Don’t miss: Should I pay off student debt before saving for retirement? Not exactly

Know how credit scores work — it will save you money later on

Credit scores help people accomplish various tasks in life such as buying a car or a home, or getting a better credit card, said Ashley Foster, a financial adviser at Nxt: Gen Financial Planning in Houston, Texas. Sometimes high schoolers may mistake a debit card for a credit card, or believe myths about credit-card payments, such as the idea that not paying off a balance in full at the end of the month builds a better score.

High schoolers should know that a late payment could trigger a fee and lower your credit score. Grace periods for a late payment aren’t that nice: if you have 18 months to pay something off without interest, don’t go over that 18 months if at all possible. Minimum payments won’t help you if you’re racking up the debt; and no-limit credit cards still have limits. (You can find more tips on credit cards here.)

Don’t scoff at minimum wage, especially if it helps build your career

Even a low-paid job can have a big impact on your career, especially if it’s in your chosen profession, one Reddit user wrote, and suggested that a job that pays $10 an hour can lead to a $100,000 salary in the long run, perhaps more so than a job that pays $15 an hour up-front. “Understanding that trade-off will help you think more strategically as you look for ways to make money,” he wrote.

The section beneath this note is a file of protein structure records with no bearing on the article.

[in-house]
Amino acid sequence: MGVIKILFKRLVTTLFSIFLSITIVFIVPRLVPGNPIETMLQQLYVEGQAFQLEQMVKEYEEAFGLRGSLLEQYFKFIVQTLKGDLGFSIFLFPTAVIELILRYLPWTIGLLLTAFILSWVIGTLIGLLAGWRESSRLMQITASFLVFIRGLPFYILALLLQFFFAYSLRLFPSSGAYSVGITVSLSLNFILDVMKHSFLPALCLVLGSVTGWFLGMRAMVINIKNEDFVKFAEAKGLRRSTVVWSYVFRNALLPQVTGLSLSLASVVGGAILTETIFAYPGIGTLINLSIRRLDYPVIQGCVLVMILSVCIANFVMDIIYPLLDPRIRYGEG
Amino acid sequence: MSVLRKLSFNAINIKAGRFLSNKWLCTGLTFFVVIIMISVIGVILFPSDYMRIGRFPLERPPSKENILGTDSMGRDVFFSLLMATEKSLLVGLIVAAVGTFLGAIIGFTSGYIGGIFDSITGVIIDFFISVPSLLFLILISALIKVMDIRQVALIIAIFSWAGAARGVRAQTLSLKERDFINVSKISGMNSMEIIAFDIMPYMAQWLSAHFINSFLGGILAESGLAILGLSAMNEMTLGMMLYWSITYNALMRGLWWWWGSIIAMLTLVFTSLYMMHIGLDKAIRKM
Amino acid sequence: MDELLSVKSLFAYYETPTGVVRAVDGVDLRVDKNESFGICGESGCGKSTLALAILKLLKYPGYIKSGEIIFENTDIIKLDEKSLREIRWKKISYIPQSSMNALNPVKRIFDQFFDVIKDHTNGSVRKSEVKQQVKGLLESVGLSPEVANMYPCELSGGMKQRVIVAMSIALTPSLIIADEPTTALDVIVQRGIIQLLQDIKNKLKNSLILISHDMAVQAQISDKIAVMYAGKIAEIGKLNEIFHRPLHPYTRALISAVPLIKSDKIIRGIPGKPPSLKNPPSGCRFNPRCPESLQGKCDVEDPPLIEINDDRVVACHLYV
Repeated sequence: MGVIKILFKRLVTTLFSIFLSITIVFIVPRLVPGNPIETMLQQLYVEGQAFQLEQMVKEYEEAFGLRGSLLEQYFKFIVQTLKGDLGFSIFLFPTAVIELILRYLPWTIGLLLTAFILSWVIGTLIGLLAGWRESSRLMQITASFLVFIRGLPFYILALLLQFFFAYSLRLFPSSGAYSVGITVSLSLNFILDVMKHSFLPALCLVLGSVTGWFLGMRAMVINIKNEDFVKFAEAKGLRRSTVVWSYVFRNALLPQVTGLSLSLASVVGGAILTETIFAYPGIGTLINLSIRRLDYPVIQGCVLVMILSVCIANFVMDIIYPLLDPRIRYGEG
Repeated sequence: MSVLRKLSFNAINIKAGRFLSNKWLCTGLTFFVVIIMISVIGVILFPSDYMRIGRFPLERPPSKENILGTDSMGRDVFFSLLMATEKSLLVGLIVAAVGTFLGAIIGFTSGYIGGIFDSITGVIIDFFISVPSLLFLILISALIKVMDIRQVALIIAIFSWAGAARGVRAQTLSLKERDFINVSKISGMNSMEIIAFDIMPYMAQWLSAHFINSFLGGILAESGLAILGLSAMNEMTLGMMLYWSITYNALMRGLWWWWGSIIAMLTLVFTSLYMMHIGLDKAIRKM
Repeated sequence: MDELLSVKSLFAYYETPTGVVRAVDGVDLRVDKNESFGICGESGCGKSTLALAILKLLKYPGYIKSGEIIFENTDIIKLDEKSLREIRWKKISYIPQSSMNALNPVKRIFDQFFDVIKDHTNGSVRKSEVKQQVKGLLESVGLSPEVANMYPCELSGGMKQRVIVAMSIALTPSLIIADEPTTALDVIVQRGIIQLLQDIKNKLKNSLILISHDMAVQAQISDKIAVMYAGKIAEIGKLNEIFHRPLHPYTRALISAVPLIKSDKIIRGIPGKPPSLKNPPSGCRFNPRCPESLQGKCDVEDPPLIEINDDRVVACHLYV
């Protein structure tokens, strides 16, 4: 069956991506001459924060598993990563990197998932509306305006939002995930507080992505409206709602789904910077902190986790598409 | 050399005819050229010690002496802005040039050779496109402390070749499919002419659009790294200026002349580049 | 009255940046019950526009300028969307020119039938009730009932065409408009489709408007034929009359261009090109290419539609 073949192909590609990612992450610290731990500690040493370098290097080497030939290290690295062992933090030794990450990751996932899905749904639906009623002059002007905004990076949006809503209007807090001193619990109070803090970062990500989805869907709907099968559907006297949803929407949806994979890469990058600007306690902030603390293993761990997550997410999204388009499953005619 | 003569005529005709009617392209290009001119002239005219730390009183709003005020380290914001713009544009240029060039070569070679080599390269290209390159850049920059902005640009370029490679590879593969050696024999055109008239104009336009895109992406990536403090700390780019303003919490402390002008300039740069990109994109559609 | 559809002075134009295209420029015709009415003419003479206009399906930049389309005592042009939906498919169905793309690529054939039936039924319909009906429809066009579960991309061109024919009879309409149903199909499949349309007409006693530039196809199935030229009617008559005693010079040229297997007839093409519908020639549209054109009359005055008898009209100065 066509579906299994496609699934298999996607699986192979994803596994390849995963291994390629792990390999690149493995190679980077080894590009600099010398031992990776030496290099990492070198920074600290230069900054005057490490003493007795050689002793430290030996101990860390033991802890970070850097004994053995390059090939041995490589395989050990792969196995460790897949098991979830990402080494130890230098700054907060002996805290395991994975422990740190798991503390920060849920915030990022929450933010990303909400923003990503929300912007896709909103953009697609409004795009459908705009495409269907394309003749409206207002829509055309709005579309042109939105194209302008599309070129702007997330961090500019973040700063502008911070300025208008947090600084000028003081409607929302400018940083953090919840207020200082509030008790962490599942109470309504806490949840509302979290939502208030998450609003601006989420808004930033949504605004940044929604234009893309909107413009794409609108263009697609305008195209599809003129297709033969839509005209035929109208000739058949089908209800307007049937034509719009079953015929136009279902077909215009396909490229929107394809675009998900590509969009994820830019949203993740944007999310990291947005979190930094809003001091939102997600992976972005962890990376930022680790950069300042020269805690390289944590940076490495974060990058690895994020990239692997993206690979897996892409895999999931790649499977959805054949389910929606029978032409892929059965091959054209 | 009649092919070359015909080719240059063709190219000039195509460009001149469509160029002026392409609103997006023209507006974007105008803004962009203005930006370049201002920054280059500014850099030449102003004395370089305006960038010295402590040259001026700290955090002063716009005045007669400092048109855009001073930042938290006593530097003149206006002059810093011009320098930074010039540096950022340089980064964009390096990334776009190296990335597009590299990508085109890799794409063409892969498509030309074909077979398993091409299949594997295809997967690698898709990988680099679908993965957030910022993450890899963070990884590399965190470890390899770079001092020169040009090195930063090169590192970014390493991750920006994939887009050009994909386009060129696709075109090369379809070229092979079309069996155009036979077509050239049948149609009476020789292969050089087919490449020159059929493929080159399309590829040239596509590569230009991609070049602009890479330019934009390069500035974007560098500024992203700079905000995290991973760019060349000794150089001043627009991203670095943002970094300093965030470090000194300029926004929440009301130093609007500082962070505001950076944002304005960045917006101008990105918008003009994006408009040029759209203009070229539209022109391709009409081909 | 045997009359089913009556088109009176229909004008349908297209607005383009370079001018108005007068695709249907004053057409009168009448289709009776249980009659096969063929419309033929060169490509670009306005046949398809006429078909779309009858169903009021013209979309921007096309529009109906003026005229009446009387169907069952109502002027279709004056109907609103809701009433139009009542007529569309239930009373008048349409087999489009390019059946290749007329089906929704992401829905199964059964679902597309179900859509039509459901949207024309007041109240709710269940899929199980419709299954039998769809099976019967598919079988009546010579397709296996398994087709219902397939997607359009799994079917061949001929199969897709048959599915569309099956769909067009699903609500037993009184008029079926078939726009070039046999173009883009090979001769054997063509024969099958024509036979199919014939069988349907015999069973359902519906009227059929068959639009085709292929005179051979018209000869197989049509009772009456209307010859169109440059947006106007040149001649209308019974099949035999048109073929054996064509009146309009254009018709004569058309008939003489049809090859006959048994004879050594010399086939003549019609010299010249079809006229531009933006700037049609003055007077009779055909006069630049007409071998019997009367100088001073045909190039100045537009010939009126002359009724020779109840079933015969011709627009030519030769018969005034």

Other perks to a job with prospects that students should consider include the availability of mentors and role models, as well as managers who respond to strong initiative and nurture a growth-oriented mindset.

There are caveats to this advice, another person pointed out. When picking jobs, people should also think about a work-life balance. Welders, for example, make “incredible money,” he said, but they sometimes work on oil rigs and may not see their families for weeks or months, as well as suffer from overall wear and tear on the body.

Also see: 7 money moves smart graduates make in their first year after college

Be aware of who has access to your money, even if it’s family

Reddit users warned the high school student to be wary of those she lives with, even her parents. Some shared their own horror stories, about their parents using their identities upon turning 18 to open up credit cards and rack up major debts in their child’s name. One such victim said she was in $10,000 of credit-card debt as a result. “I never realized I was manipulated with my own credit cards,” she said. “Please consider my lesson a ‘learned’ lesson for yourself.”